I could barely get out of bed. I could barely work. I could barely pull it together to take care of Maddie.
I ran–seriously ran–to a psychologist.
“It’s just hormones from your pregnancy” she said.
I went to another psychologist. Same thing.
I went to my obstetrician. Same thing.
I was put on an anti-depressant. The doctor said I would feel better in 6 weeks.
That’s when the wedding was planned. Perfect, I thought.
I took each pill with determination every morning, and every morning, I sunk more and more into my own space.
I refused to answer my phone, I refused to go out, and I refused to see my fiance.
Oh, I am serious. I saw him twice in 6 weeks before the wedding. I couldn’t do it. The thought of his actually repulsed me. And I told him this. I was honest. He still wanted to marry me.
Then the wedding approached and friends and family came into town. There were dinners and meetings and all of this I went through in a fog. I honestly could have cared less. My wedding dress? Bought because a friend said it looked good on me. Shoes? My mom bought them. Flowers? I didn’t even care.
The day of the wedding, I felt better. I was surrounded by my best friends. But as the time to walk down the isle got closer, I freaked out. I knew I didn’t want to do this, but it was too late, I thought. Everyone was here. Money was spent.
Right before I walked down the aisle, I looked at my dad and said, “I don’t want to do this.” Shocked, he ignored me and off we went.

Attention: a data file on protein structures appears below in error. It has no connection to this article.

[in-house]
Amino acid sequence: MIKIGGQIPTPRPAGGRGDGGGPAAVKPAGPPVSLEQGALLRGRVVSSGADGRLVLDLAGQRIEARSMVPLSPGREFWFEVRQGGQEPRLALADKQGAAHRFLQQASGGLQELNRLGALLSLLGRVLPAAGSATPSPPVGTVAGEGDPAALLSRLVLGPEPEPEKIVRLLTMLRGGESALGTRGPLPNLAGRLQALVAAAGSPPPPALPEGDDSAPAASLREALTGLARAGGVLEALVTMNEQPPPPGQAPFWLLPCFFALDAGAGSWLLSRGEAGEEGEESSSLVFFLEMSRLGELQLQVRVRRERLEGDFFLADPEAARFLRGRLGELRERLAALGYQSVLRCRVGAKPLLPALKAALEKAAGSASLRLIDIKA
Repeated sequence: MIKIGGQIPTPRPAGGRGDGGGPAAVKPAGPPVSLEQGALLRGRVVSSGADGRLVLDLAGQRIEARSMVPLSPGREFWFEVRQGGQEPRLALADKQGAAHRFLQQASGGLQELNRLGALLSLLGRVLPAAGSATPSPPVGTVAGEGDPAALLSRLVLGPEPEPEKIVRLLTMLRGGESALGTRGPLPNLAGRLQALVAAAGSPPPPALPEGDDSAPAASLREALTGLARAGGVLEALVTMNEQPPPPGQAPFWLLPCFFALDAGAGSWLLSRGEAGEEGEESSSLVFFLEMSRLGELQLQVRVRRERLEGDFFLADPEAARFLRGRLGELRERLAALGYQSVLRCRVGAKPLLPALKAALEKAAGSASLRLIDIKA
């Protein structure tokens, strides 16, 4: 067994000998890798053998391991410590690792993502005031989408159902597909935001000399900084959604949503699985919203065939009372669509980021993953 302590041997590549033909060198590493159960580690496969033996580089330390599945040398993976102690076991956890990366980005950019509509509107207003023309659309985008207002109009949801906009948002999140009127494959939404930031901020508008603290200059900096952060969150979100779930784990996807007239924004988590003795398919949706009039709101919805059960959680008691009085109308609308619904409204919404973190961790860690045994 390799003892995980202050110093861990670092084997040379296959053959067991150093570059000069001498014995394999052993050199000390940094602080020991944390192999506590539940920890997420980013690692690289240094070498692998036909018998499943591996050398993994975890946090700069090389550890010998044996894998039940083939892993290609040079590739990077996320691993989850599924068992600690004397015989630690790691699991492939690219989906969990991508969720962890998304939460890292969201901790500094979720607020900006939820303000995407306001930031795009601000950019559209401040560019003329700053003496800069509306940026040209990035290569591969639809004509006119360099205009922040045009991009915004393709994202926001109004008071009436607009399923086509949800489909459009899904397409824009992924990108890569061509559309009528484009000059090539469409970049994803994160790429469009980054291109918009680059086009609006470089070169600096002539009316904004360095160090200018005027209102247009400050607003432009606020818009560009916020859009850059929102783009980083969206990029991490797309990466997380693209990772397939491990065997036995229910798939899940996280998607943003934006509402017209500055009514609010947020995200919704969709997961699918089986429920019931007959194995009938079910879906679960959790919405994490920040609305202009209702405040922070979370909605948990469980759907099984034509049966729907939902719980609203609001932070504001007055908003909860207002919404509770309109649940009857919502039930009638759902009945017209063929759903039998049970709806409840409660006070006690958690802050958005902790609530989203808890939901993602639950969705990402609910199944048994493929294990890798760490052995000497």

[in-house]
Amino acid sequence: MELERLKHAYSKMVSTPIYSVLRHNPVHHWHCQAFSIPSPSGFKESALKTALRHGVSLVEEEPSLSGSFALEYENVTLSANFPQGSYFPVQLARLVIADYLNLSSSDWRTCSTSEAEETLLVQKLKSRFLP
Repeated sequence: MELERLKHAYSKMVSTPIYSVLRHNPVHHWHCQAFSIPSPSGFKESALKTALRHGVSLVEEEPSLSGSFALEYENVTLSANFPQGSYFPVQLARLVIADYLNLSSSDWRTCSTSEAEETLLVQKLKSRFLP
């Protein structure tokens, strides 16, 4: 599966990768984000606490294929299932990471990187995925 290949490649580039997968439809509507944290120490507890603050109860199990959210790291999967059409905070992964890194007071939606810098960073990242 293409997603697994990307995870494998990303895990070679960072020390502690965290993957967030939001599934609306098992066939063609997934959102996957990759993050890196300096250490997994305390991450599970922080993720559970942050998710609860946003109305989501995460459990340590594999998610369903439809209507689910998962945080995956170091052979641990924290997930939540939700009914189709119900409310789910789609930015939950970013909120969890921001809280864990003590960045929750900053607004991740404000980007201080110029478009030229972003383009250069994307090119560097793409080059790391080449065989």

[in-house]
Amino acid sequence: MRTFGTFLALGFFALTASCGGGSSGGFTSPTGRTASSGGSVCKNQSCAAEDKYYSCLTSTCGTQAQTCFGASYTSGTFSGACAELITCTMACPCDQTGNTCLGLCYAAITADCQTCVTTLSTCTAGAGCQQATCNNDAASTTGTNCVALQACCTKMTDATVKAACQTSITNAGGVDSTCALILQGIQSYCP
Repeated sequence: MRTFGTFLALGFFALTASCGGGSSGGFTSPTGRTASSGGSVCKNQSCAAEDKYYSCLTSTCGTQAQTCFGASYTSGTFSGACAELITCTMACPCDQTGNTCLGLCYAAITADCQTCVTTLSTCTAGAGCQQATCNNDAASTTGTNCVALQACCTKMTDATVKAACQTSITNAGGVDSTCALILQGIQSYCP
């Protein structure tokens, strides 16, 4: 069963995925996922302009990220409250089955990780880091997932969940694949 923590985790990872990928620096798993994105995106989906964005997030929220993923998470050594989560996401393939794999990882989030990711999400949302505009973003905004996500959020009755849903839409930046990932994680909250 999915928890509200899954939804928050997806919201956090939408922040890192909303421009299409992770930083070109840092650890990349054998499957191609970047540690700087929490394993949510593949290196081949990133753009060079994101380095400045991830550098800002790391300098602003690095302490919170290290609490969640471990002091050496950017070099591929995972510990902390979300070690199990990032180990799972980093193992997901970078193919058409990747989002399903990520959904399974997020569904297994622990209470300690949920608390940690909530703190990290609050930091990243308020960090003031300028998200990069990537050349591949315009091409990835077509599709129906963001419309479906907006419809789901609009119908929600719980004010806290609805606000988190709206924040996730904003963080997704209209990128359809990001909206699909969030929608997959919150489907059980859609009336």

30 minutes later and I was married.
1 day later I sat in my house with my husband and I was miserable.
I made a mistake. A big mistake.
I started seeing another psychologist. He said, “Get off the drugs.”
I did. Slowly, with his help, I realized that the depression I was suffering from had nothing to do with being pregnant. It had to do with me agreeing to marry someone whom I did not love or even really like. It was like my body was telling me, screaming at me really, “YOU’VE MADE A BIG ERROR. STOP! PAY ATTENTION. YOU’RE NOT HAPPY.”
You see, he was not prince charming, at least, not my prince charming.
And there is nothing wrong with him–he’s not mean or an abuser. He was just not right for me.
And the sad thing is, I knew this the whole time. During the first few conversations we had, he said certain things that rubbed me the wrong way–things that went so against my core beliefs (he cared about money and status, for instance), but I ignored these things because I wanted someone like him. I had been so torn up from my last relationship, so deflated, that I made excuses for him. I made him into what I wanted him to be….someone he was not at all.
Throughout our brief courtship, I knew–deep down–that he was almost the exact opposite of the type of man I wanted and needed.
I felt so stuck; Here I was married to someone i neither loved nor liked and I was pregnant.
SHIT, I thought.
So I decided to un-stick myself. It was a hard decision. I didn’t want to ruin our soon-to-be family. I didn’t want to be alone again. I didn’t want to be a single mother to two kids from two different fathers. I didn’t want to hurt anyone’s feelings.
But I did. Two months after our marriage, I asked him for a divorce. He knew it was coming. I had been open about my feelings. He had even come to therapy with me.
The day he moved out, I swear, my depression lifted. It felt like walking out of fog and into sun. I felt light and free. I felt happy again.
The divorce took awhile to finalize, but one year ago today, our paperwork was signed by a judge and we were officially divorced.
I am thankful for my divorce. I definitely made my life more complicated and difficult all around, but I am so thankful that I had the courage to make such a difficult decision. Life is much better because of it.